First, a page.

12th Class Biology Genetics Sex Determination

Sex Determination

Category : 12th Class

Fixing the sex of an individual as it begins life is called sex determination. The various genetically controlled sex-determination mechanisms have been classified into following categories :

Chromosomal theory of sex determination

The X-chromosome was first observed by German biologist, Henking in 1891 during the spermatogenesis in male bug and was described as X-body. The chromosome theory of sex determination was worked out by E.B. Wilson and Stevens (1902-1905). They named the X and Y chromosomes as sex-chromosomes or allosomes and other chromosomes of the cell as autosomes.

Sex chromosomes carry genes for sex. X-chromosomes carries female determining genes and Y-chromosomes has male determining genes. The number of X and Y chromosomes determines the female or male sex of the individual, Autosomes carry genes for the somatic characters. These do not have any relation with the sex.

XX-XY type or Lygaeus type : This type of sex-determining mechanism was first studied in the milk weed bug, Lygaeus turcicus by Wilson and Stevens. Therefore, it is called Lygaeus type. it is most common in plants and animals. e.g., In all mammals including man and among plants in Melandrium album, M.rubrum, Elodea, Rumex angiocarpus, Populus, Salix, Smilax, Morus, Canabis etc. These are two different patterns of sex determination in Lygaeus type.

(1) Female homogametic XX and male heterogametic XY e.g., Drosophila.

(2) Female heterogametic and male homogametic e.g., Fowl, Birds and some fishes.

XX-XO type or Protenor type : Mc clung in male squash bug (Anasa) observed 10 pairs of chromosomes and an unpaired chromosome. Their females have eleven pairs of chromosomes (22). Thus all the eggs carry a set of eleven chromosomes but the sperm are of the two types: fifty percent with eleven chromosomes and the other fifty percent with ten chromosomes. The accessory chromosome was X-chromosomes. Fertilization of an egg by a sperm carrying eleven chromosomes results in a female, while its fertilization by a sperm with ten chromosomes produces male. It is said to be evolved by the loss of Y-chromosome. e.g., Grasshopper and plant kingdom in Dioscorea sinuta and Vallisneria spiralis.

 

Protenor type of sex determination in Grasshopper  

Haploid-diploid mechanism of sex determination

Hymenopterous insects, such as bees, wasps, saw flies, and ants, show a unique phenomenon in which an unfertilized egg develops into a male and a fertilized egg develops into a female. Therefore, the female is diploid (2N), and the male is haploid (N). eggs are formed by meiosis and sperms by mitosis. Fertilization restores the diploid number of chromosomes in the zygote which gives rise to the female. If the egg is not fertilized, it will still develop but into a male. Thus, the sex is determined by the number of chromosomes.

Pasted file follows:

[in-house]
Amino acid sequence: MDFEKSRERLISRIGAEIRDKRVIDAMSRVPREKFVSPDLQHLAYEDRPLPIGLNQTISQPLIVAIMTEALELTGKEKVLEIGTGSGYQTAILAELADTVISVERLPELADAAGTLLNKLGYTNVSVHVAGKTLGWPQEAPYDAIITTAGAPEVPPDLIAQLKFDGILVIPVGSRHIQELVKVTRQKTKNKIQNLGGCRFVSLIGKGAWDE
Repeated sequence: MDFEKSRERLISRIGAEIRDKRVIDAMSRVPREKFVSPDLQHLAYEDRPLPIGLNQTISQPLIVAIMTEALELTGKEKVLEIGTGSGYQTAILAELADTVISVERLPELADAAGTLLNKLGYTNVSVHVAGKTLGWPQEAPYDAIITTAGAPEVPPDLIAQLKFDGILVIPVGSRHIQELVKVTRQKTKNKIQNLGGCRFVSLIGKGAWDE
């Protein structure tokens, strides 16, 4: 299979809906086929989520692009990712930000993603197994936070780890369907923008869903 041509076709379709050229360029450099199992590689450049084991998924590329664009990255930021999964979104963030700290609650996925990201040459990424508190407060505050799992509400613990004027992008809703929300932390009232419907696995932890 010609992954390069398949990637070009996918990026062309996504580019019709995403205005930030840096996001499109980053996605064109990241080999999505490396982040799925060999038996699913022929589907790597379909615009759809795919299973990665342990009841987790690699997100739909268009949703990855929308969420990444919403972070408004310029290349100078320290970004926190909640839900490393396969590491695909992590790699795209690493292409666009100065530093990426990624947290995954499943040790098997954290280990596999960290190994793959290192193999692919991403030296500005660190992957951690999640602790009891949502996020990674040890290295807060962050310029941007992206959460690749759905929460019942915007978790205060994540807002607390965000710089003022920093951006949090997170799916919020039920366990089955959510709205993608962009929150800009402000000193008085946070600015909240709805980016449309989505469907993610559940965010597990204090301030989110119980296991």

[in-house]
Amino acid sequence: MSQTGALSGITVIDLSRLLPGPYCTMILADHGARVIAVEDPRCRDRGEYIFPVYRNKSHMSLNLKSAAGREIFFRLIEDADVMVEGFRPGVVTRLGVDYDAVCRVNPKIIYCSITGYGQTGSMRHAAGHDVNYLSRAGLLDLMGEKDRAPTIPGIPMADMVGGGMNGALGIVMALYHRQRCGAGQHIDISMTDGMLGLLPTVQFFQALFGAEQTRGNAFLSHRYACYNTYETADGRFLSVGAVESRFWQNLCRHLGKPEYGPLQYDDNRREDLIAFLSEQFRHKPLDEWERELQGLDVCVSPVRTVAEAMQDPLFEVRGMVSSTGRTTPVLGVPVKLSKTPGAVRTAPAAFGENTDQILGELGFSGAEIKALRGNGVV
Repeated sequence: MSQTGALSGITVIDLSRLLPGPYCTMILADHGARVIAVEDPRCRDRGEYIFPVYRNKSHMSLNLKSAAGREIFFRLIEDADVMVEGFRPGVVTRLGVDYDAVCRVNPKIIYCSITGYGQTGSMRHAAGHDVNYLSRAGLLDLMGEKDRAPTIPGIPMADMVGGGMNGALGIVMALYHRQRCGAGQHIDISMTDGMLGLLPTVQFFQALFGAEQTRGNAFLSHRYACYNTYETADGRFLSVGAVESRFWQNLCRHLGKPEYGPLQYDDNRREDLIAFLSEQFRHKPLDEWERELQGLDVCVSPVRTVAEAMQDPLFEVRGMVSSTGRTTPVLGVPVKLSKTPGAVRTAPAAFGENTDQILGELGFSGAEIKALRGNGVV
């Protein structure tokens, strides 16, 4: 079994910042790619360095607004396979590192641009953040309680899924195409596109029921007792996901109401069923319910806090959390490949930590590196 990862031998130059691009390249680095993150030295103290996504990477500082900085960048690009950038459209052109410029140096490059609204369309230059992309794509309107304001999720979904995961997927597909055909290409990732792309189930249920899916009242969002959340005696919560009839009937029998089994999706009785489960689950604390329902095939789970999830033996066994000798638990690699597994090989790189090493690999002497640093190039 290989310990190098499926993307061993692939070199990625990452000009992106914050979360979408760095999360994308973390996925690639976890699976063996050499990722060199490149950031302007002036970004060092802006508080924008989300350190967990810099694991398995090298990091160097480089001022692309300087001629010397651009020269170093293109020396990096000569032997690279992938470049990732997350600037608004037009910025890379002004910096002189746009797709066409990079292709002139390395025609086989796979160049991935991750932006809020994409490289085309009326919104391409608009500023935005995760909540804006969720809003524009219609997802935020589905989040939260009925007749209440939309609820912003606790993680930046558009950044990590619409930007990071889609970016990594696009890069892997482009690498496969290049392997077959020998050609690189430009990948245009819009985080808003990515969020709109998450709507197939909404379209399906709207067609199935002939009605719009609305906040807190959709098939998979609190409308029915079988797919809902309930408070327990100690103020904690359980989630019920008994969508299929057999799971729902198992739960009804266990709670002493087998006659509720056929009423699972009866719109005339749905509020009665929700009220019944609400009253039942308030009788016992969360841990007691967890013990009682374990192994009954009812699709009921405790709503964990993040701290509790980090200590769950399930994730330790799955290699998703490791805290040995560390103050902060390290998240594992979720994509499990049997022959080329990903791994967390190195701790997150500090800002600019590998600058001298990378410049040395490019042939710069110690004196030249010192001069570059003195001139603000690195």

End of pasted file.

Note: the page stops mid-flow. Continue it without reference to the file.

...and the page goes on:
In honeybee, the quality of food determines whether a diploid larva will become a fertile queen or a sterile worker female. A larva fed on royal jelly, a secretion from the mouth of nursing workers, grows into a queen, whereas a larva fed on pollen and nectar grows into a worker bee. Thus, the environment determines fertility or sterility of the bee but it does not alter the genetically determined sex.  

  

Different types of chromosomal mechanisms of sex-determination in animals

Organisms

Heterogametic sex

Gamete

Zygotes

Sperms

Eggs

F

M

Drosophila, man etc.

Male

X and Y

All X

XX

XY

Protenor(Bug Grasshopper)

Male

X and O

XX

XX

XO

Birds, moths

Female

All X

X and Y

XY

XX

Fumea (a moth)

Female

All X

X and O

X

XX

 

 

Quantitative or ratio theory of sex determination

C.B Bridges worked out ratio theory of sex determination in Drosophila. According to this theory the ratio of chromosomes to autosomes is the determining factor for the sex. Single dose of X-chromosome in a diploid organism produces male, whereas 2X-chromosomes produce a female. If a complete haploid set of autosomes is designated by A then 2A : X will give rise to male and 2A : 2X to female.

Intersexes in Drosophila and ratio theory of sex determination : Due to abnormal meiosis during oogenesis both the X-chromosomes fail to separate and move to one pole of meiotic spindle. Thus few eggs are formed with single autosomal genome but with 2X chromosomes, i.e. (AXX) and other with single autosomal genome but no sex chromosome (A). When such abnormal eggs are fertilized with normal sperm, the following result are obtained.

Results of fertilization of abnormal female gametes

AAXXY                 -             Female

AAXXX                 -             Super female

AAX                       -             Sterile male

AAY                        -             Nonviable

 

Triploid intersexes and balance theory : The triploid flies with \[(3A+3X)\] are much like the normal diploid females both in appearance as well as in fertility. On mating to diploid males their progeny consisted of following types :

(1) AAAXXX        -             Triploid females

(2) AAXX              -             Dilpoid females

(3) AAXXY            -             Diploid females

(4) AAAXX           -             Intersexes

(5) AAAXXY         -             Intersexes

(6) AAXY              -             Normal males

(7) AAXXX           -             Super females

(8) AAAXY           -             Super males